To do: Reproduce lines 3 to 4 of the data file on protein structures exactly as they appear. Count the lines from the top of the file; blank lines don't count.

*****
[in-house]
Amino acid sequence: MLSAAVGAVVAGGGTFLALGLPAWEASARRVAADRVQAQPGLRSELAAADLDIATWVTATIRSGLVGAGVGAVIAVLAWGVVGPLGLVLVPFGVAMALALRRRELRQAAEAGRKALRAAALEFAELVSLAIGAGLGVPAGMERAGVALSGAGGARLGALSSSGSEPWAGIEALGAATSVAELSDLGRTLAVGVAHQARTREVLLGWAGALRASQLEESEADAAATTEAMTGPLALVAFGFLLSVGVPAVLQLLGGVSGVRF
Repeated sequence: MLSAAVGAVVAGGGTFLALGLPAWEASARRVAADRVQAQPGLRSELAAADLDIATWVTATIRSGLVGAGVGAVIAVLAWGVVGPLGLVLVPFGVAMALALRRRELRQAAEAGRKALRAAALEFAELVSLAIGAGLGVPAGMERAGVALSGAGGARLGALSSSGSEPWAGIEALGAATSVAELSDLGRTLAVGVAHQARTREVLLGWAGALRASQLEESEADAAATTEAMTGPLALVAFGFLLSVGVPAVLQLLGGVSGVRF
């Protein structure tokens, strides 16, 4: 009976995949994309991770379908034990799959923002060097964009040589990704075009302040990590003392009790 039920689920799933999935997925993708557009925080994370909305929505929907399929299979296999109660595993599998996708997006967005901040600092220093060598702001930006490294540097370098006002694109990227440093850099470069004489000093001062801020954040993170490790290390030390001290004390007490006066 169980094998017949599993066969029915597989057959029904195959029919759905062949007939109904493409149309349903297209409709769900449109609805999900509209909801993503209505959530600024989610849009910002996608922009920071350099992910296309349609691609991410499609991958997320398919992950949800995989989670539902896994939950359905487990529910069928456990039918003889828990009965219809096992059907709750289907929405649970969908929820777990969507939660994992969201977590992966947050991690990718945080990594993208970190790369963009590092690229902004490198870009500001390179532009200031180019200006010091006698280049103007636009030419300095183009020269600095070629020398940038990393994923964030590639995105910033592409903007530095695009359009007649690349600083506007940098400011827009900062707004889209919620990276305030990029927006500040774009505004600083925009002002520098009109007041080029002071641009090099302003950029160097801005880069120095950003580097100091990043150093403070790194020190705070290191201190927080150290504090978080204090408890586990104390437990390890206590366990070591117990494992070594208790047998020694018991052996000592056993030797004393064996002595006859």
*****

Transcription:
Repeated sequence: MLSAAVGAVVAGGGTFLALGLPAWEASARRVAADRVQAQPGLRSELAAADLDIATWVTATIRSGLVGAGVGAVIAVLAWGVVGPLGLVLVPFGVAMALALRRRELRQAAEAGRKALRAAALEFAELVSLAIGAGLGVPAGMERAGVALSGAGGARLGALSSSGSEPWAGIEALGAATSVAELSDLGRTLAVGVAHQARTREVLLGWAGALRASQLEESEADAAATTEAMTGPLALVAFGFLLSVGVPAVLQLLGGVSGVRF
């Protein structure tokens, strides 16, 4: 009976995949994309991770379908034990799959923002060097964009040589990704075009302040990590003392009790 039920689920799933999935997925993708557009925080994370909305929505929907399929299979296999109660595993599998996708997006967005901040600092220093060598702001930006490294540097370098006002694109990227440093850099470069004489000093001062801020954040993170490790290390030390001290004390007490006066 169980094998017949599993066969029915597989057959029904195959029919759905062949007939109904493409149309349903297209409709769900449109609805999900509209909801993503209505959530600024989610849009910002996608922009920071350099992910296309349609691609991410499609991958997320398919992950949800995989989670539902896994939950359905487990529910069928456990039918003889828990009965219809096992059907709750289907929405649970969908929820777990969507939660994992969201977590992966947050991690990718945080990594993208970190790369963009590092690229902004490198870009500001390179532009200031180019200006010091006698280049103007636009030419300095183009020269600095070629020398940038990393994923964030590639995105910033592409903007530095695009359009007649690349600083506007940098400011827009900062707004889209919620990276305030990029927006500040774009505004600083925009002002520098009109007041080029002071641009090099302003950029160097801005880069120095950003580097100091990043150093403070790194020190705070290191201190927080150290504090978080204090408890586990104390437990390890206590366990070591117990494992070594208790047998020694018991052996000592056993030797004393064996002595006859």